Tax on Development
28 May 2010
Since 6 April 2010 local authorities have the right (not the obligation) to charge Community Infrastructure Levy ("CIL") in order to provide a co-ordinated and predictable method for the funding of infrastructure works on developments.
Payment (possibly by instalments) is triggered by the commencement of development. It is paid by the freehold owner at the time of the commencement of development and he will share liability with any tenants with more than 7 years of their lease to run at the date when planning permission was granted. There is provision for liability to be "assumed" under contract by someone who does not have a material interest in the land, but if that person fails to pay, the responsibility returns to the owner and his long term tenants.
The collecting authority has a wide range of remedies and enforcement methods if payment is not made including surcharges, interest, stop notices, injunctions, distress and charging orders. Criminal offences resulting in imprisonment may also be committed.
How much is to be paid?
We do not know. The answer to this question depends on each charging authority publishing (after approval from an independent examiner) a charging structure. This process is likely to take months even for the most determined charging authority.
Does this apply to all developments?
The only exemptions are for small developments of less than 100m2 (except dwellings), and buildings into which people do not normally go or go only intermittently to inspect or maintain fixed plant or machinery.
What effect will it have on landowners?
Landowners will need to think carefully about the potential cost of new farm buildings (even if erected under permitted development rights). They will attract CIL, calculated by reference to the increase in net floor space.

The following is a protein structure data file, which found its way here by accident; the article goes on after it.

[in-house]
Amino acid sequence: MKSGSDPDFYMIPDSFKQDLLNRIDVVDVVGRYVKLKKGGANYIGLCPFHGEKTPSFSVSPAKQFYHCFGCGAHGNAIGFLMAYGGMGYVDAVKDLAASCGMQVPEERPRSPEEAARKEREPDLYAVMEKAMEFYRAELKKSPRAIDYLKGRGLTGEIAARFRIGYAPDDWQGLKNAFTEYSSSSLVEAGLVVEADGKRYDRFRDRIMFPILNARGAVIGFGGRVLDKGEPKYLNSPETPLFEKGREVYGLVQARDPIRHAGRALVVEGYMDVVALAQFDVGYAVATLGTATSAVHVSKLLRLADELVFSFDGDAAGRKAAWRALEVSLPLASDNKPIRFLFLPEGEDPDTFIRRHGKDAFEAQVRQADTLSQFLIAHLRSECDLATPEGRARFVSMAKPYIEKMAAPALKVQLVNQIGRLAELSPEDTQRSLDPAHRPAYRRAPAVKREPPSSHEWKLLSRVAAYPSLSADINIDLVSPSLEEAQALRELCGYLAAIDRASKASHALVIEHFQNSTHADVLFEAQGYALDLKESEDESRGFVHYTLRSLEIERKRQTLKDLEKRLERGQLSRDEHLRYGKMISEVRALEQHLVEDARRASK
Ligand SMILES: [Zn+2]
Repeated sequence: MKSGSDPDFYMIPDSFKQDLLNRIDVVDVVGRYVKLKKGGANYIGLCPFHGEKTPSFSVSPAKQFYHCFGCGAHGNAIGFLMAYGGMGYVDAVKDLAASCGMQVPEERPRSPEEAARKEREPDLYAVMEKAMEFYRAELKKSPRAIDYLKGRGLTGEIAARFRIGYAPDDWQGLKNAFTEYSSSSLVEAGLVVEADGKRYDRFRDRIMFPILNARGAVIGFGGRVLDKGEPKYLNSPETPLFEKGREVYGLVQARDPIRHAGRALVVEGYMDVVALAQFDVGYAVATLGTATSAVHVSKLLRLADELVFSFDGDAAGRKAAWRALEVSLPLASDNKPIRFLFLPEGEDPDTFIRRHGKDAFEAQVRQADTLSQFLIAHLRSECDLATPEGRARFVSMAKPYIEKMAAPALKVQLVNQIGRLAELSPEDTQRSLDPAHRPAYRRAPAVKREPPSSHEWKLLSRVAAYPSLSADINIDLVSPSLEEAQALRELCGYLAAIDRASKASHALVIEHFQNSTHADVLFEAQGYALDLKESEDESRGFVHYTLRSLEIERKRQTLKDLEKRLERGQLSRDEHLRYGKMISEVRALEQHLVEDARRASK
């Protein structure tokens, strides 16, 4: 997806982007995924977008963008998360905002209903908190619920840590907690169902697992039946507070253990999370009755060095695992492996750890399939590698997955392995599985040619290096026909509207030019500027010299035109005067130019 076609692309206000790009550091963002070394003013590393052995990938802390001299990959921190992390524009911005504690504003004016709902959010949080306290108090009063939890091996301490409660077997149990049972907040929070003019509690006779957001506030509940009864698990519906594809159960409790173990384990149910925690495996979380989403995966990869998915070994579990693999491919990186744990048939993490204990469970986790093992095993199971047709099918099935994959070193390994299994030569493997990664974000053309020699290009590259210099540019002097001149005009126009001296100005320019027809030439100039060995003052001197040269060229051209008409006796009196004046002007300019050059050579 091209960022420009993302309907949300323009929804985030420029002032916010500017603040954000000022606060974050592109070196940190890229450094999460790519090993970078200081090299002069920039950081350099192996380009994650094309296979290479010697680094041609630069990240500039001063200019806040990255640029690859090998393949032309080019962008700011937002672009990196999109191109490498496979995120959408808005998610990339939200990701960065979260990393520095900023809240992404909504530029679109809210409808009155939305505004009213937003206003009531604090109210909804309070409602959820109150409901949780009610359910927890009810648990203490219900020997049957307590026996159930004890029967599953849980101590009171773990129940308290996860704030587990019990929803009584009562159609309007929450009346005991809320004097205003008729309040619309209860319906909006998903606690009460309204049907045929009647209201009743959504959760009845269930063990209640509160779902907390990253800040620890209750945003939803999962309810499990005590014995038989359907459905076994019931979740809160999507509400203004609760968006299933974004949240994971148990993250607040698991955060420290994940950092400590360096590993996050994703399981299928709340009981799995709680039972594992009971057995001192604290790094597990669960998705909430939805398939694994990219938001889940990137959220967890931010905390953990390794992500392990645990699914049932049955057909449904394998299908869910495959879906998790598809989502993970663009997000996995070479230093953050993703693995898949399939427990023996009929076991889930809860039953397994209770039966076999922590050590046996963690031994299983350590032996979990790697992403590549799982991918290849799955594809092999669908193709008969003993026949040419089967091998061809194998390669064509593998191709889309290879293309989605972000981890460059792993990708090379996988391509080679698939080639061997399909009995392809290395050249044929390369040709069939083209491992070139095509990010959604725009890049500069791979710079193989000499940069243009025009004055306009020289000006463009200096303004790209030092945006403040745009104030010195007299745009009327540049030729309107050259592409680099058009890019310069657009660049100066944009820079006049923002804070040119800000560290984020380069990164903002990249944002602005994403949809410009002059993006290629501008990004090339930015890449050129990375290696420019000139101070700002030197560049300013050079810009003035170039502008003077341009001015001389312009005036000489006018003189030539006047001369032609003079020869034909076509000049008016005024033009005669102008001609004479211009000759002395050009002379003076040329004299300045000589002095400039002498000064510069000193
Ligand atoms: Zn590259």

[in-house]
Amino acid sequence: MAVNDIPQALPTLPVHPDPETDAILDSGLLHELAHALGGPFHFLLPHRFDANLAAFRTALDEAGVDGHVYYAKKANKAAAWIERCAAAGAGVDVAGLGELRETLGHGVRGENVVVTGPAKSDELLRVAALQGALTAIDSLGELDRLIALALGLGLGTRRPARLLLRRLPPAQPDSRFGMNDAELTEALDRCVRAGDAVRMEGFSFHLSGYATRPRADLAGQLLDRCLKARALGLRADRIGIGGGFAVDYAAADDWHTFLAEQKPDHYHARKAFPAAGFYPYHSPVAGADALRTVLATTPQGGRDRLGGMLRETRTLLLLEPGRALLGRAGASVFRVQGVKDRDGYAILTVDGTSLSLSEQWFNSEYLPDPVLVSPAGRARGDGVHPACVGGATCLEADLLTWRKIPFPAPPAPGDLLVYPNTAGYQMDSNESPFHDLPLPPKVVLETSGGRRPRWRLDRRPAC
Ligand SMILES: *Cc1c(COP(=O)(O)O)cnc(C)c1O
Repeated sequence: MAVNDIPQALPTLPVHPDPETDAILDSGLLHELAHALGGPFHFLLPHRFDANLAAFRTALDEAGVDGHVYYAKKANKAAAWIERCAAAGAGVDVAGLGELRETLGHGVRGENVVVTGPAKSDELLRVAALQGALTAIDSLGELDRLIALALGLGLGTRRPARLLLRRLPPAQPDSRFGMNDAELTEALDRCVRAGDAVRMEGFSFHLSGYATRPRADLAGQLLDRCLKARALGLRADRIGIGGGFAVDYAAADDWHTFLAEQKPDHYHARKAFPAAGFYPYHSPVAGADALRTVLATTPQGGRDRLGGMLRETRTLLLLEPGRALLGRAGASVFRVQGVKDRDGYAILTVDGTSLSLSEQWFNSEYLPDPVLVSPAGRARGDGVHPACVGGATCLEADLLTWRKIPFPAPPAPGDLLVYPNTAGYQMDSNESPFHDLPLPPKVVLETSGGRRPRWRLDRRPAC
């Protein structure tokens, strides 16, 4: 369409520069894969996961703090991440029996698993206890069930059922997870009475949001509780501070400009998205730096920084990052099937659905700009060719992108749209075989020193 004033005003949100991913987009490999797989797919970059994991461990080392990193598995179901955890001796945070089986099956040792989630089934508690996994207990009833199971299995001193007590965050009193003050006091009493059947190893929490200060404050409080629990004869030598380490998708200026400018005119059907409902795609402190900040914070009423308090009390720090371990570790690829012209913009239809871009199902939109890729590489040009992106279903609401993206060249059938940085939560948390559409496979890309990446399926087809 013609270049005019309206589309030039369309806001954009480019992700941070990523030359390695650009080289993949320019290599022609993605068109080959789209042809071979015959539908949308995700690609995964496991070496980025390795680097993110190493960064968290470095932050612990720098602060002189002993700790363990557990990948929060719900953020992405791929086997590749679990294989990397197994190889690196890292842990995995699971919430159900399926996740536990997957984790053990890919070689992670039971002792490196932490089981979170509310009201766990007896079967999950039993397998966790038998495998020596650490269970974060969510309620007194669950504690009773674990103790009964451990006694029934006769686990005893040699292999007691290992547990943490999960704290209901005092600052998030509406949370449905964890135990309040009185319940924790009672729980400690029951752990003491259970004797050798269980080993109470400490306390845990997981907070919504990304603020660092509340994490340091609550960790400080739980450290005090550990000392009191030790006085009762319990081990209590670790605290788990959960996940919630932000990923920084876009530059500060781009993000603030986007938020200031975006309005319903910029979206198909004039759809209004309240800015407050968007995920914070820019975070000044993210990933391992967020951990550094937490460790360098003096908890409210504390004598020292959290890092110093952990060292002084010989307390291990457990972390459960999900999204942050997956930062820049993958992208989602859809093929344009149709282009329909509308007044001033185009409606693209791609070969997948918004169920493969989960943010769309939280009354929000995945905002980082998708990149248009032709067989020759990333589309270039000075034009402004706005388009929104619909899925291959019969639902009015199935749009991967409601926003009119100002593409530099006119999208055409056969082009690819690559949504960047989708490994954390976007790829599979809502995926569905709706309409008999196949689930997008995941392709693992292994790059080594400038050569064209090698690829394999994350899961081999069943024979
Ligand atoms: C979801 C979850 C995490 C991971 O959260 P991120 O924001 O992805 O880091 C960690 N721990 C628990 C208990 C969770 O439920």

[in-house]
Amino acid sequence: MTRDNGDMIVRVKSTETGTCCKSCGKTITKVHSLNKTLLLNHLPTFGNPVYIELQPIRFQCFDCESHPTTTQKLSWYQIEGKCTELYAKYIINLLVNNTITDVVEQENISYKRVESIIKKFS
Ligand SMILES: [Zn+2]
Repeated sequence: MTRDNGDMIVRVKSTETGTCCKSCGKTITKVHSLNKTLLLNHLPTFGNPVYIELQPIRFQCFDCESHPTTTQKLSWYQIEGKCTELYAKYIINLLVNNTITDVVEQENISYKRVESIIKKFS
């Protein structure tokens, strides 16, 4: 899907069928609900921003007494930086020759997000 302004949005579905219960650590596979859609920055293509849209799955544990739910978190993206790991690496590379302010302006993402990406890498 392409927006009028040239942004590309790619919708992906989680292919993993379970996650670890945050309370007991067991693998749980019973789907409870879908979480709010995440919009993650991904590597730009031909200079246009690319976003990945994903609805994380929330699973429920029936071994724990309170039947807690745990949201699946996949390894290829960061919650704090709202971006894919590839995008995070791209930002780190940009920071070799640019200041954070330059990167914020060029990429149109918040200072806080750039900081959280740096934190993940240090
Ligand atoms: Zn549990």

- CIL will not be payable if the commencement of development predates the publication of the charging schedule. In the case of buildings erected under permitted development rights there is a "CIL-free" period ending on 5 April 2013.
- If you are obliged to make a clawback payment, you will want your obligation to pay CIL to be deducted from the notional "profit" which is being shared.
- s106 Agreements will still be relevant but since 6 April, the former policy requirements for s106 obligations to be necessary relevant and reasonable have been given the force of law, so aggrieved applicants may be able to challenge the planning authority more easily.
- Care will need to be taken to attribute liability if a sale might follow shortly after the start of development
The coalition government's position on CIL seems not yet to have been formulated. However, on planning matters it seems to be largely following the path set out in the Conservative Party's pre-election policy paper "Open Source Planning" which sets out the intention to replace CIL with a tariff system.
For further information contact Alastair Morrison on 0117 939 2258 or email firstname.lastname@example.org